The scene that would forever bind Carew and Reuland occurred last April in the kitchen of Mary and Ralf’s home.

Mary was cooking dinner while Konrad was renewing his driver’s license. He asked her whether he should become an organ donor. She called it a personal choice, so he asked what her choice was. She said she’d signed up to do it, so he did, too.

The families learned about their possible connection from their overlapping networks of friends. For instance, Devon Carew and Warren Reuland are Facebook friends.

Word began to spread in Orange County, then across the sports world among people who knew of both sagas.

The only details the Carews received prior to the transplant were that the donor was “male, late 20s, local, exceptionally healthy.” They later learned his exact age: 29.

The Reulands were told the recipient was a 71-year-old man from Orange County who was treated at Cedars-Sinai.

While such a wide age discrepancy might seem odd, the key factor was Hepatitis B. Both were immune. Nobody ahead of Carew on the transplant list was.

Timing and blood type worked out, too. Ultimately, Rod happened to be the right guy in the right place when the wrong thing happened to Konrad.

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Getting out the word

Now both families aim to harness the power of this story to help more people.

They want to draw attention to heart disease and brain health, hopefully spurring people to step up their prevention efforts. Heart disease and stroke are the world’s leading causes of death.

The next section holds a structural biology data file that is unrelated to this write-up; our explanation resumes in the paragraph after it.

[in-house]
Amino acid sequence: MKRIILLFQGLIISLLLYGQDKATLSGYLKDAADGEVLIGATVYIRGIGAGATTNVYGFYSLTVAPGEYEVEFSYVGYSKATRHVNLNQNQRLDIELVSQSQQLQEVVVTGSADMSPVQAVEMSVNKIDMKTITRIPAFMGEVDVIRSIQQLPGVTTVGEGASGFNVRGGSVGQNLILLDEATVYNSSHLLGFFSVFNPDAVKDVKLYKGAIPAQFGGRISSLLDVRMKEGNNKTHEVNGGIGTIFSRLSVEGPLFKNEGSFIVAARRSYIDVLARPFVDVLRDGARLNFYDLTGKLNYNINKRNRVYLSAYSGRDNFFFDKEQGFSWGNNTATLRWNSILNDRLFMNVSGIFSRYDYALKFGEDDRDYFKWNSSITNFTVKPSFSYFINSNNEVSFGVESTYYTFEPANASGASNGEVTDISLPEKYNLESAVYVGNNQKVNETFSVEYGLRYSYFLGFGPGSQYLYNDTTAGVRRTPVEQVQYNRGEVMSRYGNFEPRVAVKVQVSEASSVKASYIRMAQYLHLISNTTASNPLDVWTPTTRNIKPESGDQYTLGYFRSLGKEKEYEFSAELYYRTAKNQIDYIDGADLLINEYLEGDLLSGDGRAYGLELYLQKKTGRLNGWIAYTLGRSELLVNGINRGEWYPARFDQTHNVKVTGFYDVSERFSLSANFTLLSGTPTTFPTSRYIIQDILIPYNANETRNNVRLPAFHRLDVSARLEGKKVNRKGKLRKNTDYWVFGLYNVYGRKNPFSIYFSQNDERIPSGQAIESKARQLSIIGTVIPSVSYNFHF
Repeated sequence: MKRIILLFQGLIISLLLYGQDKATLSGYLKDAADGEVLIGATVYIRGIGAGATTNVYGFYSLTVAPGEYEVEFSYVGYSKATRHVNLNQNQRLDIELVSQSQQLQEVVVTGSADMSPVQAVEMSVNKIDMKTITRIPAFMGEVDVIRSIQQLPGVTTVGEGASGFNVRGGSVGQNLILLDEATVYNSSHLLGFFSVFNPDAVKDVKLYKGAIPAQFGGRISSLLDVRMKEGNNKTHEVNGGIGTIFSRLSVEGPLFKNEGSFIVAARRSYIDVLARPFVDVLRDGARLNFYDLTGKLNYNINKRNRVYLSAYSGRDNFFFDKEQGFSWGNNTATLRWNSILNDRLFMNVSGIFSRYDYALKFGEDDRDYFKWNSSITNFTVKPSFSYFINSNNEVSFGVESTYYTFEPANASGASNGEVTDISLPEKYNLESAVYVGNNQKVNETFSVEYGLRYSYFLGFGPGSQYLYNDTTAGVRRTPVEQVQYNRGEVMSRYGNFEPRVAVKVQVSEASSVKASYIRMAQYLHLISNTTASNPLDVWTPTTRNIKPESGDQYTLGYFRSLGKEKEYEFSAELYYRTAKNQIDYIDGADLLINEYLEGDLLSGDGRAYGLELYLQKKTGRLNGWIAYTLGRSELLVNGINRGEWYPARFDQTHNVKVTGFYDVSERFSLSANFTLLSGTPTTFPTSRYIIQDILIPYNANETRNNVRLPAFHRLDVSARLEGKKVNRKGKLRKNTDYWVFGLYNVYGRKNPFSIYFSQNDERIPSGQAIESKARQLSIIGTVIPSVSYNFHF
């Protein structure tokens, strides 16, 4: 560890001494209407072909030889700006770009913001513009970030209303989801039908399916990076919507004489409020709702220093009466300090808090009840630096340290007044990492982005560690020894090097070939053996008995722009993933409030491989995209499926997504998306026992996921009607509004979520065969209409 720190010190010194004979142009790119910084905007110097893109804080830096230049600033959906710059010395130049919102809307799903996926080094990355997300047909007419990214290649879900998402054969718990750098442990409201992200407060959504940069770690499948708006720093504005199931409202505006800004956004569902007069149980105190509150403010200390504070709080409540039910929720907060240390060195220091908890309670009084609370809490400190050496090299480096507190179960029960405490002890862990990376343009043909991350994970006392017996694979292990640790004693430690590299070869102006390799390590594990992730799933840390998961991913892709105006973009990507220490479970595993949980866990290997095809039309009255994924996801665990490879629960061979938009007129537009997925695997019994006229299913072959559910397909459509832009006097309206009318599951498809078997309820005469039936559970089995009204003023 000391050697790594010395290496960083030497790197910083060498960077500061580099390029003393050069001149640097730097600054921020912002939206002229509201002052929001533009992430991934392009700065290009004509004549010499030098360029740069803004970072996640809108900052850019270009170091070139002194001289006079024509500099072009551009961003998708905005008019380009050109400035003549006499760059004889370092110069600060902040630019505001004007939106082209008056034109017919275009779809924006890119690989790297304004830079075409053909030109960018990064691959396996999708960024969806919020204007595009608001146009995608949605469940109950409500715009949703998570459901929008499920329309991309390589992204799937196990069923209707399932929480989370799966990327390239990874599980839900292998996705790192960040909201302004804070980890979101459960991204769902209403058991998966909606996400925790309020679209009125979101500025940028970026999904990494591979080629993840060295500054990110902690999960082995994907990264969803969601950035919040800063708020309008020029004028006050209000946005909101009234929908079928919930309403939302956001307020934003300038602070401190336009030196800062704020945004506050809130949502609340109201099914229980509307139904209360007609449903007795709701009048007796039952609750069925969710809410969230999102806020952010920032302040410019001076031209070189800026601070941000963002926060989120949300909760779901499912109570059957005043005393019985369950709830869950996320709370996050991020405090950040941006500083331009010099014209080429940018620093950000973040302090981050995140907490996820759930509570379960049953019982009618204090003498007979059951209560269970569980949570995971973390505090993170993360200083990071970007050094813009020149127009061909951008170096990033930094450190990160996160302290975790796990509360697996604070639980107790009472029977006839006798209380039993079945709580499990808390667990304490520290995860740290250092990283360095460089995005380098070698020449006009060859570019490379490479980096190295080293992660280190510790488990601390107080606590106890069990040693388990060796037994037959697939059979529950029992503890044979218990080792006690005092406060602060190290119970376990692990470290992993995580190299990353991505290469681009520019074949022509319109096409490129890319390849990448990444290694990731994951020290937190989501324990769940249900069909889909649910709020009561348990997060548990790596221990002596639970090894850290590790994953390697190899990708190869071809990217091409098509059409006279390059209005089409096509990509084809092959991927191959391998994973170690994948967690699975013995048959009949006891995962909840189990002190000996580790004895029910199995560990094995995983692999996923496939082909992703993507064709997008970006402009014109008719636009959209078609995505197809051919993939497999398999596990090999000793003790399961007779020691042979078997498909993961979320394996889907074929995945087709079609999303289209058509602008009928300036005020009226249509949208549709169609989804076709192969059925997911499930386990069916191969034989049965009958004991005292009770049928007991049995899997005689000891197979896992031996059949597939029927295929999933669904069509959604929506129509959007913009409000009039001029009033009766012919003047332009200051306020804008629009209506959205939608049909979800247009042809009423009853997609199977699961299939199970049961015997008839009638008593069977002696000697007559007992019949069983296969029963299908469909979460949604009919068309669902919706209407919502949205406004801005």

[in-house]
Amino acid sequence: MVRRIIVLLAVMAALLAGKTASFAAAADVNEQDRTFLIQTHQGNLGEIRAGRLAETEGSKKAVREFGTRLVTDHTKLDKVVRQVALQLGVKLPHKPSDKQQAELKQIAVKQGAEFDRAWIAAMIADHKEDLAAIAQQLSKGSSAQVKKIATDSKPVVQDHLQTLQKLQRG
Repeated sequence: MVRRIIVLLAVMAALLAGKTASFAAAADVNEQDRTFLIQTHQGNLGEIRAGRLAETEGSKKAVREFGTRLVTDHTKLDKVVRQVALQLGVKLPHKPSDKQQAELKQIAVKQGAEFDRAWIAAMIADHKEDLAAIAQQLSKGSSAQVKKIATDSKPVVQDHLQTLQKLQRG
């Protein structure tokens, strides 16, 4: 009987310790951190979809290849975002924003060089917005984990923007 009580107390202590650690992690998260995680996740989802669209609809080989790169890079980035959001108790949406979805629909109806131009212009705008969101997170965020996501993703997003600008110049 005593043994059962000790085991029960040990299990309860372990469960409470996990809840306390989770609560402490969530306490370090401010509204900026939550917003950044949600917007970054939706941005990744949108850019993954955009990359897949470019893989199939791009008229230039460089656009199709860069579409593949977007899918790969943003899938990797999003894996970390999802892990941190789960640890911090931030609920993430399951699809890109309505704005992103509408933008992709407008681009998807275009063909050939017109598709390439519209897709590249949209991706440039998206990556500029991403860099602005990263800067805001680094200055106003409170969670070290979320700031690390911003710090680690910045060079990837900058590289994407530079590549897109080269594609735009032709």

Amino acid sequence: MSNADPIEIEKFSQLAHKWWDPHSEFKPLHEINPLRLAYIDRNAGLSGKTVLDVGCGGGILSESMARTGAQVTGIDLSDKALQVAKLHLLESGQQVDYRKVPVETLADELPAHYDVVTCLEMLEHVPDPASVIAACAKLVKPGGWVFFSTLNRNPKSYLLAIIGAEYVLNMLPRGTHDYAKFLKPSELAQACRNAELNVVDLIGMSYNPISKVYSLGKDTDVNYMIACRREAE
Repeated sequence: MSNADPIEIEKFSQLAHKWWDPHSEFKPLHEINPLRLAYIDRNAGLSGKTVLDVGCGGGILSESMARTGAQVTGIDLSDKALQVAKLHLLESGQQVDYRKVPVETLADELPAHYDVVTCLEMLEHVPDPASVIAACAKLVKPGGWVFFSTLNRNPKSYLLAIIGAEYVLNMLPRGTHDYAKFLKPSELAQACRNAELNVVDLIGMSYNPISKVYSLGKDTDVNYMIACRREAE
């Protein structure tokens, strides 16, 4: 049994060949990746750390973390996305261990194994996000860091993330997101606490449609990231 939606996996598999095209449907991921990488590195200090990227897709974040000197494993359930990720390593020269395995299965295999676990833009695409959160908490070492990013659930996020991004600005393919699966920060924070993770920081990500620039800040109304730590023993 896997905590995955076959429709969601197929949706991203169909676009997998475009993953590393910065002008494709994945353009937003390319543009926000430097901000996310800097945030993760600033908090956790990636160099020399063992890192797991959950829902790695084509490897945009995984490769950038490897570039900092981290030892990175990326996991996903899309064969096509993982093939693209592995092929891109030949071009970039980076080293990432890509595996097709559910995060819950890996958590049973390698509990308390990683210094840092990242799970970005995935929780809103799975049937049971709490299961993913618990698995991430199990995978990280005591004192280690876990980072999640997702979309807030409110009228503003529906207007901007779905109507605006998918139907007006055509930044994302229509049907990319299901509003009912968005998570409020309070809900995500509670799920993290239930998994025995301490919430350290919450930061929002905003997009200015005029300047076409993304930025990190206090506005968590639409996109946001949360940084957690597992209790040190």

Heart disease has touched the Reulands, too. Mary lost her father and a 31-year-old brother to heart attacks; Ralf’s father has received a stent and battles atrial fibrillation.

Both families want to encourage more people to become organ donors. To understand the difference one donor can make, consider that Konrad’s organs and tissues could go to several hundred people.

The full extent won’t be known for about a year. Carew’s family has long been signed up as organ donors in memory of his daughter, Michelle, who died of leukemia when she was unable to get a match for a bone marrow transplant.

The Reulands also are seeking donations for an endowment fund in Konrad’s name through Big Brothers Big Sisters.

was established by the football coach at Mission Viejo High School for a plaque that will hang under the scoreboard at the stadium, with any leftover money going to a scholarship fund.

The families look forward to working together – especially on “Heart of 29,” the campaign Carew started last year with the American Heart Association.

The program’s name came from the jersey number that Carew wore throughout his career. Because Konrad died at 29, the name carries added meaning.

“The whole thing is just unbelievable,” Rod said. “I’ve been given a second chance so I’m going to take advantage of it. And I’ve got another family.

“This is going to be great.”